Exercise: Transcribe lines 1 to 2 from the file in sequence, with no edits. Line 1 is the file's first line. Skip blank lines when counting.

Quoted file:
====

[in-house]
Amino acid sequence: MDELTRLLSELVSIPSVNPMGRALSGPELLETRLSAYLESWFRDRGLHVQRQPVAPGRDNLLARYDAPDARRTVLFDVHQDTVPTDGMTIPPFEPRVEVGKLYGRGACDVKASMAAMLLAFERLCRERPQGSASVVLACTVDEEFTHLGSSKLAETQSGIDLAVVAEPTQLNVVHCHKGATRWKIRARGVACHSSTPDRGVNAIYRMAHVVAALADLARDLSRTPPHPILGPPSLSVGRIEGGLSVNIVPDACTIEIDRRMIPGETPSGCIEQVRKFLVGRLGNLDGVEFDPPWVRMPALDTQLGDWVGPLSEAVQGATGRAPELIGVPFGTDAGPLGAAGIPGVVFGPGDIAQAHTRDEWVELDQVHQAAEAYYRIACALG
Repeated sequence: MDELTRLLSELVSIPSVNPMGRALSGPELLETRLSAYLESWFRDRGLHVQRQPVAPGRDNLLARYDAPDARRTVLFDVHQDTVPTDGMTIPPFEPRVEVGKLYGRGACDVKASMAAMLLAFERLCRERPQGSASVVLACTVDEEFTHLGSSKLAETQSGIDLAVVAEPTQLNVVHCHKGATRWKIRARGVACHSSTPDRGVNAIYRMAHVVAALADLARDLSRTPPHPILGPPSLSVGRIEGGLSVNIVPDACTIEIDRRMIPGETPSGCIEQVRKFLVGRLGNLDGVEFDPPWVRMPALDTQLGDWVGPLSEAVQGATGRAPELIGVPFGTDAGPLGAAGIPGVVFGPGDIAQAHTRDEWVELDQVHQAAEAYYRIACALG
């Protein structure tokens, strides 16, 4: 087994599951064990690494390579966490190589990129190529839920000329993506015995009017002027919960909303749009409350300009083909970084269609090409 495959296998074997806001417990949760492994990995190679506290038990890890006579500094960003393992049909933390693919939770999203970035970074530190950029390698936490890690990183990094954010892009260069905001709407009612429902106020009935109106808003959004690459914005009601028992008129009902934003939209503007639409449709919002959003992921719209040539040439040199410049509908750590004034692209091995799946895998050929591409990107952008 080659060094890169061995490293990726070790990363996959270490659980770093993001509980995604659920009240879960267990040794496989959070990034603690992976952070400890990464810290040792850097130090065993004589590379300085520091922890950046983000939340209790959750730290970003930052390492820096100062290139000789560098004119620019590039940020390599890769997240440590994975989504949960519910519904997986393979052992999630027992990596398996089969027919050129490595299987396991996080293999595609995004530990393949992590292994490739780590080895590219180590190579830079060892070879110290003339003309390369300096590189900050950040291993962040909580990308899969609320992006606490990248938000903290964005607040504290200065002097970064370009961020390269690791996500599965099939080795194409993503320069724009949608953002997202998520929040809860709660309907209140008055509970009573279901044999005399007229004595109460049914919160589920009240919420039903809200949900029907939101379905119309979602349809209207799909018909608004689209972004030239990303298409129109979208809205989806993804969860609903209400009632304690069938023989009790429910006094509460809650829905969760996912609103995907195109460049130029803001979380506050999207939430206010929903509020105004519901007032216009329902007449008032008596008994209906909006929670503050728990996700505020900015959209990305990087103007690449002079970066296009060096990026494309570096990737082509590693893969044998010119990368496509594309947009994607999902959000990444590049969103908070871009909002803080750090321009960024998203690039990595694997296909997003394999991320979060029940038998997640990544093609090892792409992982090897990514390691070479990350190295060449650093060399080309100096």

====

[in-house]
Amino acid sequence: MDELTRLLSELVSIPSVNPMGRALSGPELLETRLSAYLESWFRDRGLHVQRQPVAPGRDNLLARYDAPDARRTVLFDVHQDTVPTDGMTIPPFEPRVEVGKLYGRGACDVKASMAAMLLAFERLCRERPQGSASVVLACTVDEEFTHLGSSKLAETQSGIDLAVVAEPTQLNVVHCHKGATRWKIRARGVACHSSTPDRGVNAIYRMAHVVAALADLARDLSRTPPHPILGPPSLSVGRIEGGLSVNIVPDACTIEIDRRMIPGETPSGCIEQVRKFLVGRLGNLDGVEFDPPWVRMPALDTQLGDWVGPLSEAVQGATGRAPELIGVPFGTDAGPLGAAGIPGVVFGPGDIAQAHTRDEWVELDQVHQAAEAYYRIACALG